Opera Review



Western Opera Theater's Così: Ensemble Opera at its Best

November 5, 2001 - Chapel Hill, NC:


The Western Opera Theater's touring production of Mozart's Così fan tutt e, presented by UNC's Performing Arts Series in Memorial Hall on November 5, was a total delight from beginning to end. This was the company's sixth touring production on the Chapel Hill series - they have also appeared on the Duke Artists Series - and it was the strongest complete theater experience of any of the WOT's operas that I have seen. Always strong as an ensemble company, Monday night's cast was the most evenly matched vocally, and there were no clearly weak singers. That is a very rare state of affairs in any opera production.

A nimble and stylish performance of the bubbly Overture by the polished 33-member orchestra was an appetizer for the many delights to follow. There was no hint of the routine in the alert playing. The woodwinds were particularly strong, and all sections were unusually well blended. The brasses were models of sensitive phrasing and restraint. The attentive conductor, Ari Pelto, served as an Assistant Conductor at the Spoleto Festival USA from 1994-8, was named Assistant Conductor of the Florida West Coast Symphony during the 2000-2001season and was one of nine music-director finalists to conduct the Atlanta Symphony. The ability to conduct Mozart isn't encountered everyday and yeoman work in the opera pit has always been the training ground for conducting. Clearly he is a young conductor with potential.

In Famous Mozart Operas , Spike Hughes wrote that "the phrase 'Così fan tutte' is not untranslatable. for it means literally 'Thus do all (women behave),' but nobody has so far succeeded in finding anything but clumsy equivalent(s)." Così, which Hughes said is "perhaps most nearly perfect of the three librettos Da Ponte wrote for Mozart," only came into its own during the mid-20th century. Earlier, audiences were uncomfortable with the sexual implications or thought the subject too trivial. Late 20th-century feminists fault it for placing the onus of fickleness upon women. The WOT's production tried to balance these issues with two bits of stage business: before the two officers parted from their loves, they showed rather too much interest in a comely wench in the chorus; and, later, when disguised as two "Turks," their lovers' maid, Despina, was on the receiving end of their wandering hands. 

Scenes were evoked by simple but suggestive sets. In Act I, the café was a table with a few chairs and props before a drop curtain painted with a view of the harbor. A few trellises and benches served as the garden. The costumes were much more elaborate and more than suitable for the 18th century.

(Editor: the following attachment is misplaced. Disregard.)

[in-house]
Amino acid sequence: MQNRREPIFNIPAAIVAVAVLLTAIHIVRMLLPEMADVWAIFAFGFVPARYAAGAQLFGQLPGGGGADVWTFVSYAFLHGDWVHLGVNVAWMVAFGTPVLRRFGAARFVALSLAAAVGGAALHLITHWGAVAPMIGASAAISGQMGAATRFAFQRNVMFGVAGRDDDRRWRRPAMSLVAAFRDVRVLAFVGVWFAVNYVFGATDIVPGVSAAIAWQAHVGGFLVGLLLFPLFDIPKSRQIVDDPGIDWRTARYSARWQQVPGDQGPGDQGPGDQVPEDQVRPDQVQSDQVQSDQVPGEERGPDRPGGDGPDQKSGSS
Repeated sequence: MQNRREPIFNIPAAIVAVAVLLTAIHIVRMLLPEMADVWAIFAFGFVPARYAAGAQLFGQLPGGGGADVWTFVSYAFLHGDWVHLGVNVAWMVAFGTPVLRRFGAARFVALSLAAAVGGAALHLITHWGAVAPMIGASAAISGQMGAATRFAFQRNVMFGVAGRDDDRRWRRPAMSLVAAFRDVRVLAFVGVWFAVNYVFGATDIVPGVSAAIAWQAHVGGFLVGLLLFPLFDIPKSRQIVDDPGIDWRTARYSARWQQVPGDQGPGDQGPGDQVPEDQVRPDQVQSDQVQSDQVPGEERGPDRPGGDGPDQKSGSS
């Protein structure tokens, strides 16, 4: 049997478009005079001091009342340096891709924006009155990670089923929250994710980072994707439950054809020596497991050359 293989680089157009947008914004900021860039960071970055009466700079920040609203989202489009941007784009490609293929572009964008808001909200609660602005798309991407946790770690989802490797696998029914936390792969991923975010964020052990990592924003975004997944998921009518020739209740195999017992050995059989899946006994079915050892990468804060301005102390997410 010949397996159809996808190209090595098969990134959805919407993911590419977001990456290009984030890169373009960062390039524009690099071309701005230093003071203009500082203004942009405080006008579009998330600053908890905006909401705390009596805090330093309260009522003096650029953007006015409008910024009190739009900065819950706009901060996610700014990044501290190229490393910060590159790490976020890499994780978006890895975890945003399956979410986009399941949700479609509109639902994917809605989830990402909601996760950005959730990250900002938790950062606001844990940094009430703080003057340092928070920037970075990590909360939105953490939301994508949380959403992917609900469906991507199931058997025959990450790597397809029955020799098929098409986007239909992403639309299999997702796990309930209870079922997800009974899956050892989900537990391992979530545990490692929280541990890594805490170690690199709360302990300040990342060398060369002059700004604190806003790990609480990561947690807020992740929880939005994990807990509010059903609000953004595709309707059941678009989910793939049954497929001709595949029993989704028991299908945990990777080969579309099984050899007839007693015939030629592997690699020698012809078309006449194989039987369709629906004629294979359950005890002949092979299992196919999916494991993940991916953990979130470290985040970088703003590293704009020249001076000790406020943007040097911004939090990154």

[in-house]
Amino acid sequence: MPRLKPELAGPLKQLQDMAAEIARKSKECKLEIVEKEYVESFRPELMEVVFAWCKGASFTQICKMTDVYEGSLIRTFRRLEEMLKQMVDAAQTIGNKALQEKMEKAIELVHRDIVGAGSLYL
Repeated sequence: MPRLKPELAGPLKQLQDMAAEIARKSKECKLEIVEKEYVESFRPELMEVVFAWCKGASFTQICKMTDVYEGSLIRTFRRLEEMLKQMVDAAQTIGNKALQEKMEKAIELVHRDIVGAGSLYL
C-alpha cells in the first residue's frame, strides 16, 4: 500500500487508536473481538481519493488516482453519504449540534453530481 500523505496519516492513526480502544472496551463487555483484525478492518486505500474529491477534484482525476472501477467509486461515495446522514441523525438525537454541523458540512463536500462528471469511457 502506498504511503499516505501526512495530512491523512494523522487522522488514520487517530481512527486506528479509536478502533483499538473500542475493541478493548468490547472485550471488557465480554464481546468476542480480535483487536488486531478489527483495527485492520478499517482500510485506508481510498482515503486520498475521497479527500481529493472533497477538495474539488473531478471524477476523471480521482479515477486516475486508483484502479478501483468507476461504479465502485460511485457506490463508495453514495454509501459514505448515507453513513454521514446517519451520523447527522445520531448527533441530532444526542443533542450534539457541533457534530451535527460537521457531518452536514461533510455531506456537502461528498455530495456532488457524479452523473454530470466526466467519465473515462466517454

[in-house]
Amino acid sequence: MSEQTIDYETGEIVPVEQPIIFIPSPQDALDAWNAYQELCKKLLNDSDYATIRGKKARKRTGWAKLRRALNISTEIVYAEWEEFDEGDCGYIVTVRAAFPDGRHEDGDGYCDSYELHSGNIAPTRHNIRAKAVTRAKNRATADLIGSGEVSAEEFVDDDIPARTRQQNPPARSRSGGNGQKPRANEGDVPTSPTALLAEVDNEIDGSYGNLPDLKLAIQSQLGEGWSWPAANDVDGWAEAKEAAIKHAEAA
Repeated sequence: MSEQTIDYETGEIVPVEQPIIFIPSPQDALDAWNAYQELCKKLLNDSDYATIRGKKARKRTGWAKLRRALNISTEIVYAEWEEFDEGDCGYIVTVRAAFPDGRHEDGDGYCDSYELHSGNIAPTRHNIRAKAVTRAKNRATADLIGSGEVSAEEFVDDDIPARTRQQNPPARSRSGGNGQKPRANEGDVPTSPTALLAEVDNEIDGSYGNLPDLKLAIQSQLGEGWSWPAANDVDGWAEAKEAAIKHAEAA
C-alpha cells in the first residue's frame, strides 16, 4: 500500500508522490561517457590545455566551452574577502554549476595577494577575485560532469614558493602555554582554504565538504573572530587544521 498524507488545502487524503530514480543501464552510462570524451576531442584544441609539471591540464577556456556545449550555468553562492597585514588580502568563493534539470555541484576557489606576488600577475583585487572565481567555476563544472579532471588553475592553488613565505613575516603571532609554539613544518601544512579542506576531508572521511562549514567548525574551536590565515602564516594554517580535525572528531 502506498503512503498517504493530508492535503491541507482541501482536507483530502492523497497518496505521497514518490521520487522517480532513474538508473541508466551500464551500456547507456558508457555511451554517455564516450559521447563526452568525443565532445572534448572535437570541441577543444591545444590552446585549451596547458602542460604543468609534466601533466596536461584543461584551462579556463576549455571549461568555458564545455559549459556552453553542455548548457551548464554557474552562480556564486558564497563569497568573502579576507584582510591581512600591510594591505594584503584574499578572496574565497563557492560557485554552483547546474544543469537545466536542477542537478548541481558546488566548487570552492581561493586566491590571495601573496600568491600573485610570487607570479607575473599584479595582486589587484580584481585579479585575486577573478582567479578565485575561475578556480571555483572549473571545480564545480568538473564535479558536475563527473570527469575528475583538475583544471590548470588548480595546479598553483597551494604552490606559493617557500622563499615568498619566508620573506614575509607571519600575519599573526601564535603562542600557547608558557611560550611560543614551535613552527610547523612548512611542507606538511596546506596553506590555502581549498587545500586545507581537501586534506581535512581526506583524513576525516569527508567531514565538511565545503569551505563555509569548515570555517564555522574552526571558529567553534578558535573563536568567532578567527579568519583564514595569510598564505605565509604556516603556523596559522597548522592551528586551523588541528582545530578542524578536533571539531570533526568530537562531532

Most of the singers are members of the Merola Opera Program of the San Francisco Opera Company. Several of Monday night's artists have also been associated with two favorite companies of opera connoisseurs, Glimmerglass Opera and the Opera Company of Saint Louis.

The singer who created the role of Don Alfonso, the cynical philosopher of women, had very few vocal resources so Mozart composed only a short arioso for him. It's too bad that he did have available as firm and fleet a bass as Matthew Trevino, who took the part in Chapel Hill. Don Alfonso's enamored officer friends were of equal mettle. As Ferrando, who is smitten with Dorabella, Ryan MacPherson easily projected his role with a clear even pleasing tenor voice that was well supported and had a fine ring to its high notes. The solid, firm baritone of Gary Moss conveyed the more down-to-earth character of Guglielmo, who loves Fiordiligi. The darker mezzo-soprano voice of Valerie Komar, the Dorabella, contrasted well with the flexible and florid soprano of her sister Fiordiligi, sung by Stephanie Dawn Johnson, who was well up to the fiorituri of her role. Soprano Saundra DeAthos was firm-voiced and witty in the role of the world-wise serving maid, Despina, and her voice contrasted sufficiently with the two sisters. The WOT casts its touring company in repertory that allow the soloists to take turns as members of the chorus when not singing principal roles. In addition to their sterling qualities in the well-known solo arias, all the singers blended perfectly in the duets and larger ensembles. I have rarely had so fulfilling an evening at the opera.